The other protest association was the Niagara Movement, which was founded to counter the dire effects of Washington’s doctrine of status quo accommodation on racial issues.
Led by William E. B. Du Bois; William Monroe Trotter, the editor of the Boston Guardian; John Hope, a professor of classics and destined to become the first black president of Morehouse College in 1906; and Harry Clay Smith, the editor of the Cleveland Gazette, a group of twenty-nine likeminded African Americans held a conference in 1905 on the Canadian side of Niagara Falls (thus the name, the Niagara Movement). The fact that the conference was held in Canada is symbolic of the racial strife and discord in the United States at that time, for the group could not secure a hotel site in New York. Out of this conference emerged a call for an end to racial discrimination and an extension of full civil liberties to African Americans in the United States.
The Niagara Movement had many points in its platform, including the right to manhood suffrage, freedom of speech, the abolition of caste based upon race and color, and a belief in the dignity of labor. The organization also felt that the practice of universal brotherhood should be recognized. The group took the opportunity to issue a condemnation of Booker T. Washington’s accommodationist philosophy, which he advocated in his Atlanta Compromise speech in 1895. The group held subsequent meetings in Harpers Ferry, West Virginia, the site of John Brown’s 1859 raid designed to free enslaved blacks.
The Niagara Movement was a black organization that saw its role as using the legal system to fight for civil rights. By 1910 several of the nation’s ablest black lawyers were affiliated with the organization and arguing civil rights cases. The organization was dying, however, hampered by a lack of funds. When the opportunity arose to join forces with another organization whose platform was nearly identical to its own, the Niagara Movement merged with the new group.
Spearheaded by Mary White Ovington, the NAACP was organized in New York City in 1909, in the wake of a major riot in Springfield, Illinois, in 1908. It seemed ironic to many that this riot occurred in the hometown of President Abraham Lincoln, the great emancipator. During the riot many of the city’s leading white citizens organized themselves into mobs, and over a two-day period they killed two blacks and five whites, wounded scores of African Americans, and ran thousands more out of town. Forty homes were destroyed.
The Springfield Riot became the subject of countless newspaper and magazine articles. One article, written by the socialist William English Walling of the Independent, was entitled “Race War in the North.” Walling described in detail the atrocities launched against African American citizens, not only in Springfield but throughout the South. He raised the question of whether the spirit of abolitionism could be revived so that black citizens might one day be treated equally in the political and social arenas, or whether the voices of race-baiting southern segregationists, such as Senator Ben “Pitchfork” Tillman of South Carolina and Senator James K. Vardaman of Mississippi, would become the norm, even in the North. His final question was “Yet who realizes the seriousness of the situation, and what large and powerful body of citizens is ready to come to their aid?”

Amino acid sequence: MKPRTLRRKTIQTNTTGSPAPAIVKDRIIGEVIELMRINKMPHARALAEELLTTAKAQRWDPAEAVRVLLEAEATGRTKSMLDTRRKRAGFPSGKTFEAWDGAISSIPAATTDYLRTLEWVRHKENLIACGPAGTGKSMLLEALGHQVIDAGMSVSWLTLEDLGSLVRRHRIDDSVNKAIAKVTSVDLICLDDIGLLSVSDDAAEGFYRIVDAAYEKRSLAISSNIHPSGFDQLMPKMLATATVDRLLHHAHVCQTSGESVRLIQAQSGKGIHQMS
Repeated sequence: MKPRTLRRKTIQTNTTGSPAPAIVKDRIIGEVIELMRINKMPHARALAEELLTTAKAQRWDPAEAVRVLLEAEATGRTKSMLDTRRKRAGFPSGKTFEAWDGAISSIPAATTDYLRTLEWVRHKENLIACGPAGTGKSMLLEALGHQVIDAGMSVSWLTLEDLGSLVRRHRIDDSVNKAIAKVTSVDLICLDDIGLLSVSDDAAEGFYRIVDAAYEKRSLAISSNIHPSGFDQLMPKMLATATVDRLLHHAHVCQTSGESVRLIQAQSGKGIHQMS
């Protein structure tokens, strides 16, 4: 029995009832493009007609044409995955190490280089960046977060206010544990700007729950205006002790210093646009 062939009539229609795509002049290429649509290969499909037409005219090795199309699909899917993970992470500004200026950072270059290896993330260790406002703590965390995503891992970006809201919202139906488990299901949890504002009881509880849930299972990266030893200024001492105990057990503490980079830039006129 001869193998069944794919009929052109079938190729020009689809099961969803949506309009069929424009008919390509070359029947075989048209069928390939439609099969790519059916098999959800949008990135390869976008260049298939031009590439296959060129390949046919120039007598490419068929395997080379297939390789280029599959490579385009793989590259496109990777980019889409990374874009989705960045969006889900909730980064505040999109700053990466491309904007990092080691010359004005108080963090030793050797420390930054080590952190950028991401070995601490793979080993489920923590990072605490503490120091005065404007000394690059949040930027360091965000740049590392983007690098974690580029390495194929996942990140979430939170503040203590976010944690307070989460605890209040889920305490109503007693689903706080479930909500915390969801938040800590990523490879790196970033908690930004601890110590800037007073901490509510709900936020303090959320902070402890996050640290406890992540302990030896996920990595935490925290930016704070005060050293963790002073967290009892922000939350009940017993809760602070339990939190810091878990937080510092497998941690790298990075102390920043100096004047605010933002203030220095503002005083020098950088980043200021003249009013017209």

Ovington was one of the individuals who responded to Mr. Walling’s challenge. Ovington had founded the Greenpoint Settlement in Brooklyn and had spent much of her time studying the housing and employment status of blacks in New York. She felt that the spirit of abolitionism had to be revived, and she wanted to pursue the struggle for civil and political rights with the same spirit that had motivated the abolitionists. With that as a mission, she sent a letter to Walling who agreed to meet with her in his New York apartment. Along with the social worker Henry Moskowitz and John Mitchell, the mayor of New York, they met in January 1909.
Ovington, Walling, Moskowitz, and Mitchell discussed the various issues and concerns they felt were pertinent to the mistreatment of black people. They wanted to move quickly in putting together a national forum, so they set the date of February 12, 1909, Abraham Lincoln’s 100th birthday, on which to hold a conference on the “Negro question.” They planned to use the opportunity to organize that body of citizens that Walling alluded to in his article. The meeting was not held on that date, however, but in May 1909. From the adjournment of this initial meeting to the date of the national meeting, this group appealed to others to participate. One person they called upon was Oswald Garrison Villard, the president of the New York Evening Post Company and a grandson of the abolitionist William Lloyd Garrison, the editor of the Liberator, a radical antislavery newspaper of the antebellum era. Through his own newspaper, the New York Evening Post, Villard publicized a call for a national meeting to consider the racism involved in repressing blacks. There were many prominent Americans who signed the call. Among them were Jane Addams, Ida Wells Barnett, William Dean Howells, the Reverend Francis J. Grimke, Rabbi Emil Hirsh, J. C. Phelps Stokes, Lincoln Steffens, Rabbi Stephen J. Wise, and the African Methodist Episcopal Bishop Alexander Walters, as well as the group from the original meeting. The signatures of all those who signed “The Call” was issued on February 12. The conference opened on May 30, 1909, and after a series of organizational meetings, the NAACP opened its doors with two offices in the Evening Post building in New York. The first national president of the NAACP was Moorfield Storey, a constitutional attorney and past president of the American Bar Association. DuBois became the director of publicity and research and the editor of the official magazine, The Crisis: A Record of the Darker Races, which ran to sixteen pages and was available for a dime. The first publication was issued in November 1910.